About Me

Wednesday, September 4, 2013


Neal raised a number of interesting points regarding my use of skill checks in a previous post dated July 25, 2013, and I thought best to address it here.

One of the most fundamental questions raised is why use percentile dice in increments of five when I can use a d20 in increments of one? Well, the reason being is that it offers greater variety of possible outcomes to use a Percentile Die over a D20, but another reason is that percentile dice are used for skill checks (as in Runequest (RQ)- you must roll within the skill level to make the skill check and you must roll above it, to improve it). In MIDlands D&D, as in RQ, skills improve through successful usage, Abilities do not. It is NOT QUITE realistic that abilities remain stationary, but to be fair, adventure time keeps people from exercising and their abilities generally slowly deteriorate. So it is probably better that the character abilities stay chiseled in stone. By the same token,  strongly believe that Gygax was wrong, when he wrote that even a Wish spell could not permanently raise one's ability score(!), each casing of the Wish spell will raise the ability by 1/10 of 1 ability point. That is the prime example of the King Gygax being foolish.

In my example of Brent the Paratrooper, read here: http://midlandstales.blogspot.com/2013/07/a-better-way-to-do-skill-checks.html

I change Brent's Parachute Jumping Skill from a percentile based 43% to a d20 ability-like 8, you always round down! This was done when Brent tried teaching Jumping to buddy of his. We use the ability modifier, and for this I like Moldway's symmetrical universal ability modifier table from the ability checks and multiply it by 5 to use with the percentile dice throws typically used in skill checks. When teaching the skill to his buddy, Brent would suffer a 5% penalty since his own skill is not that strong.

How did I come up with this? Ability Checks are very useful for mediating complex social dynamics that may occur between player characters and NPC's.  Complex things, whose dynamics still challenge modern social science can best be mediated through a system of ability checks: thingslike teaching, carrying a conversation, negotiating, seducing, questioning and being questioned, falling in love, selling a used car. If facts and knowledge is involved, you do an INT check, if it is maturity and life experience that is needed to judge a situation, then it is a WIS check, when emotional issues are involved - trust, manipulation, empathy, assurance, social dominance, social graces, then it is a CHA check. If anybody wants to know the various ways of doing the ability check, just mention it I your comments and I will post on that. A complex social interaction between two participants should ALWAYS be role played and be mediated by a number of ability checks. A young magic user trying to become an apprentice to a great wizard, may try a variety of approaches as s/he role plays, and everything they do can be mediated/modified with an ability check. Attempts to seduce/impress will require CHA check, context of wits, INT, WIS ill be required to see through the game and ultimately it will be CHA when the magic user asks to be accepted. When teaching, the old Wizard will have to use CHA to establish trust and rapport with his apprentice, WIS to establish clear communication, and INT and his skills converted to the Ability scale to actually teach. Each roll will create modifiers that will express the teacher/apprentice relationship and will affect how much (if at all) the teacher will be helpful in learning a skill. When rolling to beat the skill, the student adds the teacher's success as a bonus to his percentile roll. Of course, there is role-playing and time spent, sometimes weeks and months, behind each roll.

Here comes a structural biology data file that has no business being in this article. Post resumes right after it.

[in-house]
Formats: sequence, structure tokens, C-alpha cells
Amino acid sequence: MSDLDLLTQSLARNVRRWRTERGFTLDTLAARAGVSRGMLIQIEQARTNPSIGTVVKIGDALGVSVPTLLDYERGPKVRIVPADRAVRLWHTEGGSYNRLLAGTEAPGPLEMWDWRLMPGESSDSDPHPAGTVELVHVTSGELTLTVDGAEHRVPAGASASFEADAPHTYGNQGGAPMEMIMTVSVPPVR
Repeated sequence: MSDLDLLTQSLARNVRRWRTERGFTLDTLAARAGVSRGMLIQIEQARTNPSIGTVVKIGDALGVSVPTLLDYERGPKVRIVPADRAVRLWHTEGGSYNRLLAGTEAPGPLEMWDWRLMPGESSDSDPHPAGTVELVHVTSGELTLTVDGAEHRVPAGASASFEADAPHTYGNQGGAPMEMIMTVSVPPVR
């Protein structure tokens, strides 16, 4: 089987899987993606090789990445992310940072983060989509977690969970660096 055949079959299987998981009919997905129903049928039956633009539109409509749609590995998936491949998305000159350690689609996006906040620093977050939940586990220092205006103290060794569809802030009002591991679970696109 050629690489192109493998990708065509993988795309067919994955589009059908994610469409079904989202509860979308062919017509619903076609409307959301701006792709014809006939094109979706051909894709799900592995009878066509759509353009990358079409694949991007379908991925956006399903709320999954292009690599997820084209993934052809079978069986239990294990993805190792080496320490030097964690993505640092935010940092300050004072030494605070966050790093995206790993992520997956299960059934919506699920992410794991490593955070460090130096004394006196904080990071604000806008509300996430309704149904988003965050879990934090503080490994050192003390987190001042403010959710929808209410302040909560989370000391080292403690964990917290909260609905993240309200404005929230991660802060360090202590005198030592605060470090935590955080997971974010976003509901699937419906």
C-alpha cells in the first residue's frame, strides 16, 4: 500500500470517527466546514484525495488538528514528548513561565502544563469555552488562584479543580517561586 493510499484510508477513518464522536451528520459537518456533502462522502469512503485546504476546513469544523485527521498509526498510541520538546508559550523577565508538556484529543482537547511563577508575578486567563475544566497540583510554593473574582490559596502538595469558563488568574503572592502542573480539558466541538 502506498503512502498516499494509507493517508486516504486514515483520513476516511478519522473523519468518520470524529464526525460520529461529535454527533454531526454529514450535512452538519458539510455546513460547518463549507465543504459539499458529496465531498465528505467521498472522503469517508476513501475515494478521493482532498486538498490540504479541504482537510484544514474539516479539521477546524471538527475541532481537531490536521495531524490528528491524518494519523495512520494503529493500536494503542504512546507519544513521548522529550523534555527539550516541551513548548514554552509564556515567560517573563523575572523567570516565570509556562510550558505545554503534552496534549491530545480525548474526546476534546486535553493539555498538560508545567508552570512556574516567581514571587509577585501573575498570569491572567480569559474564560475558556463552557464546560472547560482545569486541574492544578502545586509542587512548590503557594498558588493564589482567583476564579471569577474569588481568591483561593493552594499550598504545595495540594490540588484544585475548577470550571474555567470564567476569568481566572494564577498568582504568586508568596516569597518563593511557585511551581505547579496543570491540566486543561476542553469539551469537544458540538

1. Brooser Bear,

    A wish being only good for an ability score gain of 1/10 of a point doesn't make sense, and isn't "heroic," either. It's been pointed out that most of Gygax's 'designs,' were actually arbitrary rules with 'patches,' on them, once he saw how many holes in the logic they created at the gaming table.

    Having the teacher add their modifiers to the student's chances to increase their percentage at a skill is a good one. Is that from Runequest, or your idea? Using the teacher's CHA, WIS, and INT to enable passing on of skills to the student via modifiers, is a good mechanic, as well. I'd never considered anything like that. Just doing it on adventures, "under stress," or going to a school for thieves, acrobats, swordsmanship, and spending time and money to learn the skill increase by 5% per time unit spent.

    Since you are asking if anybody wants to know the various ways of doing an ability check, count me as asking: "What are the ways of doing an ability check, oh great and bearded wise one?"

    So far as I know, you state you want to do a skill, you may need to go into a dialogue and do rules from your statements plus modifiers from your PC sheet. Other than that, its about as complicated as I've ever needed to be.

  2. I tweaked the Runequest skill improvement for teaching. Made it more intertwined with the role playing. Player has to interact with the NPC before making those INT, WIS, CHA rolls.

    There are different things you can do with ability checks, I will do a separate post about it. Also, since each skill is based on a certain ability (STR,INT,WIS,DEX,CON,CHA) if you have a lot of skills on a same ability and if these skills get high enough, it will drive that ability up. I just haven't quantified the arithmetics yet.